‘Three-Sixty-One’: Myth, Memory, and the 1907 Monongah Coal Mine Disaster


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For those who heard the blast at mines No. 6 and No. 8, the number three hundred sixty-one bore a personal significance. Indeed, for many, it was etched in their minds like the mines themselves, cut deep into the grassy hillside along the Monongahela River. It was etched into the mind of Catterina Davia, who in honor of her late husband, Victor, hauled coal from the lowest mines to her house at the top of the hill—four times a day for twenty-nine years. It was etched into the mind of the poet Louise McNeill, who honored the ‘Hunkies,’ the ‘Tallies,’ the natives, and the boys who perished at “ill-starred Monongah.” And it was etched into the mind of Reverend Everett F. Briggs, who faithfully preserved the memory of the ill-fated, immigrant miners, who travelled far across water to die deep underground. For these and others, however, three hundred sixty-one spoke as much to lives lost as to lives never found, the names left absent from the ‘three-sixty-one’ reported dead at Monongah.

For my research proposal, I intend to examine the ways in which the death toll from the 1907 Monongah Coal Mining Disaster was determined, falsified, reported, and preserved to influence relief efforts and to create the mythos of the Monongah disaster. From local gravediggers’ claims of six hundred twenty bodies to the Italian commemoration of over nine hundred deaths, from the embellished casualty report of Mayor W. H. Moore to Reverend Brigg’s estimate of over five hundred lost, the death toll is as significant to the Monongah narrative as the “one survivor” folktale and the runaway minecart that—in regional legend, at least—caused the explosion. In my own research, I hope to contribute to the long-standing narrative of Monongah as well as the recent scholarship that has emerged since the disaster’s centennial in 2007.

Three questions will guide my research: Who were in the mines on December 6, 1907? Who of these persons—if any—were missing from the death reports? And how were these unknown miners remembered?

In my research, I will rely on a collection of both primary and secondary sources. Though the recent scholarship of regional historians Davitt McAteer and Joseph Tropea is most relevant to my proposed topic, I will consult a much broader list of secondary source material, including—though certainly not limited to—works examining the contemporary coal mining industry, the regional histories of immigrant populations, the philanthropic and legislative responses to industrial disasters, and the social histories of coal mining towns. For primary sources, I will likewise consult a breadth of materials. To uncover which miners were listed among the dead, I will consult the records of the Monongah Mine Relief Commission and the Fairmont Coal Company. To understand how the death toll was reported, I will examine national and local newspaper articles detailing the disaster. And to analyze the ways in which unlisted miners were remembered, I will review the poems, stories, songs, and paintings of those who commemorated the disaster. Such research, I believe, will not only shed light on the Monongah disaster narrative, but further explain the significance of ‘three-sixty-one’ in the minds of those for whom Monongah bears a personal significance.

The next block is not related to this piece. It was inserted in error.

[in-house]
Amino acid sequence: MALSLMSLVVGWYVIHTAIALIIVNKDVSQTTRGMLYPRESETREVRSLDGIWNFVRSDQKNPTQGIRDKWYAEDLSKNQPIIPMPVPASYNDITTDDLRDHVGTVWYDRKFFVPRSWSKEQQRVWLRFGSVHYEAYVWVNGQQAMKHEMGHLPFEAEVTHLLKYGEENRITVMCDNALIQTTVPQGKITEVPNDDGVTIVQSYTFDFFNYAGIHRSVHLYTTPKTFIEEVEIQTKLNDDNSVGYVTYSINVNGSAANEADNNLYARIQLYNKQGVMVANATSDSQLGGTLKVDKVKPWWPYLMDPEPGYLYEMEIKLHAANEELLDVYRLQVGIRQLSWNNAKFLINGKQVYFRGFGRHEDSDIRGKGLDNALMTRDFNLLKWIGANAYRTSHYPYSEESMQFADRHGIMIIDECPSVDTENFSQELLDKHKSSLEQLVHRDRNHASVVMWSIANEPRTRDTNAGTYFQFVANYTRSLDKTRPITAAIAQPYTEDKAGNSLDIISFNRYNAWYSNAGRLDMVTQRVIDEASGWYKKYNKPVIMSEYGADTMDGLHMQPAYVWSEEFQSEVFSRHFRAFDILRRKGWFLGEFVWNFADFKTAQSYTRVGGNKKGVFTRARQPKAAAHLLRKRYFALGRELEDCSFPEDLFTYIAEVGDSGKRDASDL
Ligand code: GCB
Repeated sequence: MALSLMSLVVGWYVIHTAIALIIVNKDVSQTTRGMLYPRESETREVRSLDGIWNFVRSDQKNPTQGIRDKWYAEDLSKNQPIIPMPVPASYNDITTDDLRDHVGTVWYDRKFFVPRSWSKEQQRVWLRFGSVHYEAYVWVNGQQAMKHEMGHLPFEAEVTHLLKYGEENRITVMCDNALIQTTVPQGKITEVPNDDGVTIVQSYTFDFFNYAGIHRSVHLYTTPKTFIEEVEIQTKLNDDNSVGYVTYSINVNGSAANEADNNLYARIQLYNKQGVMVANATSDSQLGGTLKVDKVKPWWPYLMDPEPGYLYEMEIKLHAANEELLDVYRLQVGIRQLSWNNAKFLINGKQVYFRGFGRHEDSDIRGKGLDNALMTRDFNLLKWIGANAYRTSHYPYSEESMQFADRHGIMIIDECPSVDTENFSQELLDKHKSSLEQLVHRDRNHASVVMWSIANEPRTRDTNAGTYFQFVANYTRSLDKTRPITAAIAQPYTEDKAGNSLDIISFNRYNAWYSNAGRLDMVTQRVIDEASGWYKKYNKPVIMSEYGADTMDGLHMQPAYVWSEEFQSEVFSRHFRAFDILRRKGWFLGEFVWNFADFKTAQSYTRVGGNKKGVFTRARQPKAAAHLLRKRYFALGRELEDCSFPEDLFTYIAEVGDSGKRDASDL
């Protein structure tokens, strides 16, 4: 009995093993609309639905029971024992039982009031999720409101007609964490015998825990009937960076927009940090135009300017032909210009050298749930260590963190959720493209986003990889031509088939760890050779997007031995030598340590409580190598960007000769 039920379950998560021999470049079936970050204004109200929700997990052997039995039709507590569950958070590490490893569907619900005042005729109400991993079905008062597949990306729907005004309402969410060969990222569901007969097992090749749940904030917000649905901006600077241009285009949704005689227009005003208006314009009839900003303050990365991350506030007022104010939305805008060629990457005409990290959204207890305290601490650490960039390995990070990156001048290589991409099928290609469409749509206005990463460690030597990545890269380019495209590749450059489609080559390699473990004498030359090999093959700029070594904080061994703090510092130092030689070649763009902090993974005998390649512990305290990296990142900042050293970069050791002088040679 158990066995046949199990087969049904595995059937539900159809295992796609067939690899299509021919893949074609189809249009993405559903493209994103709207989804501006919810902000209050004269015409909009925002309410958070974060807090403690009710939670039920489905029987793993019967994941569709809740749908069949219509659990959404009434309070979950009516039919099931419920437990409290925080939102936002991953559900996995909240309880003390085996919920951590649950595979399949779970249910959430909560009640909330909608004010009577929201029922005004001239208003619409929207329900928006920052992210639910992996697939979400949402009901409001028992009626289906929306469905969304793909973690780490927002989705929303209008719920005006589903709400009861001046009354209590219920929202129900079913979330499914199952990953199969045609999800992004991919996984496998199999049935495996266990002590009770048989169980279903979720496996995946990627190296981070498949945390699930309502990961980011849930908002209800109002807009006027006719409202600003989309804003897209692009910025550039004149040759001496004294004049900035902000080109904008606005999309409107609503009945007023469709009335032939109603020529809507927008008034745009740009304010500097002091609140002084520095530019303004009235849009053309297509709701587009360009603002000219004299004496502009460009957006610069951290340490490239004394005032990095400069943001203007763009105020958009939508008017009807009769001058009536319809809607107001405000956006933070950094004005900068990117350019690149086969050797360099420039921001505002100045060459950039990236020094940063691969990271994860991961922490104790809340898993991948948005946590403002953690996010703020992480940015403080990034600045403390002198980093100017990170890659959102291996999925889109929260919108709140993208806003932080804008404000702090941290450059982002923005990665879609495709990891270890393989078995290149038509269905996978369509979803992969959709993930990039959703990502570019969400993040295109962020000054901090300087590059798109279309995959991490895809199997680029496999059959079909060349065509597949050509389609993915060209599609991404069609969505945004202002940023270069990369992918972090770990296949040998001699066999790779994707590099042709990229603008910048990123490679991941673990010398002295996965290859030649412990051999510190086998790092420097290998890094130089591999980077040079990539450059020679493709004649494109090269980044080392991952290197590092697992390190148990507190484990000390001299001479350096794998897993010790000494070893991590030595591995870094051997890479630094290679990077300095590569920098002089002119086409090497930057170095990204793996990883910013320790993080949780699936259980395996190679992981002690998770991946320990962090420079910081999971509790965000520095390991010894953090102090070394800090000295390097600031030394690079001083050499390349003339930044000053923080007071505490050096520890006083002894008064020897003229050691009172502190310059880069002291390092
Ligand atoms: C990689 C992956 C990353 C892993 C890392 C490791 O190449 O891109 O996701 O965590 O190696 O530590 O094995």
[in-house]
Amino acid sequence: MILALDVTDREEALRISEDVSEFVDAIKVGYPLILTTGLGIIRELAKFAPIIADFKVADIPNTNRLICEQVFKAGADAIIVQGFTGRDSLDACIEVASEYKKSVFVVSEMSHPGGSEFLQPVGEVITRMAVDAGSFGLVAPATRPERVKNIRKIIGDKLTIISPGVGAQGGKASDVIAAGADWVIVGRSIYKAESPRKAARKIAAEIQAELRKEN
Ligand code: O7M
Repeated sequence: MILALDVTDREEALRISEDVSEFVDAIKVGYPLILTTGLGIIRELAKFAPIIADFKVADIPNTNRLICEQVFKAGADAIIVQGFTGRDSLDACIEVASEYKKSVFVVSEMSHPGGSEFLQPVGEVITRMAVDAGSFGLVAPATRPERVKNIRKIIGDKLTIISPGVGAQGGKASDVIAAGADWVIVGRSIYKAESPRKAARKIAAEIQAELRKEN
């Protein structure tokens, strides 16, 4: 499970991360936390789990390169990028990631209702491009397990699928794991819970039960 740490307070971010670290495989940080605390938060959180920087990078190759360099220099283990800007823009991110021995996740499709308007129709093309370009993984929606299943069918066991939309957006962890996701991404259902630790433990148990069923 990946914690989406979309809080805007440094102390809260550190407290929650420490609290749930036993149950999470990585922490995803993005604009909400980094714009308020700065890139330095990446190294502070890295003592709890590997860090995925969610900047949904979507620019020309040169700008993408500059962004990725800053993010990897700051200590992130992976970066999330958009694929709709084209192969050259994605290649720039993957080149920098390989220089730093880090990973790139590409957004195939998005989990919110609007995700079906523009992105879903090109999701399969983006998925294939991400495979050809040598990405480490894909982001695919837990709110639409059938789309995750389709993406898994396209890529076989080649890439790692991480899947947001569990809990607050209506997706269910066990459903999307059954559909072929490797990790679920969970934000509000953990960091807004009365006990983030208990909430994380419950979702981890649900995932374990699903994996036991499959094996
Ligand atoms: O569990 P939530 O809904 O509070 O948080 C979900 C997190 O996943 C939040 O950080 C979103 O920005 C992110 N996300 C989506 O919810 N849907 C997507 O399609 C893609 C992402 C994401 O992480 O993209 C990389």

Works Consulted

Briggs, Everett F. “Mine Disaster.” Science 146, no. 3640 (October 2, 1964): 14.

Gunn, Angus M. “Monongah, Pennsylvania, explosion.” In Encyclopedia of Disasters:     Environmental Catastrophes and Human Tragedies, edited by Angus M. Gunn, 231-5.         Westport, CT: Greenwood Press, 2008.

McAteer, Davitt. Monongah: The Tragic Story of the Worst Industrial Accident in US History.     Morgantown, WV: West Virginia University Press, 2007.

McNeill, Louise. “Monongah (December 6, 1907, Marion County, West Virginia, on the Monongahela River).” In Hill Daughter: New and Selected Poems, edited by Maggie        Anderson, 93. Pittsburgh: University of Pittsburgh Press, 1991.

Rittenhouse, Ron. “Catherine Davia’s Memorial Mound of Coal, Monongah, 1907.” 1907. In       Italians in West Virginia, edited by Victor A. Basile, Judy Prozzillo Byers, 31. Charleston,        SC: Arcadia Publishing, 2011.

Spignesi, Stephen J. “The 1907 Monongah Mine Disaster.” In The 100 Greatest Disasters of All Time, edited by Stephen J. Spignesi, 216-9. New York: Citadel Press, 2002.

Tropea, Joseph L. “Monongah Revisited: Sources, Body Parts, and Ethnography.” West Virginia History: A Journal of Regional Studies 7, no. 2 (2013): 63-91.

——. Review of Monongah: The Tragic Story of the Worst Industrial Accident in US History, by             Davitt McAteer. Appalachian Journal 35 (2008): 358-64.

“December 6, 1907: Monongah Twin Mines Disaster.” In West Virginia Disasters. Logan, WV:   The Logan Banner, 2003.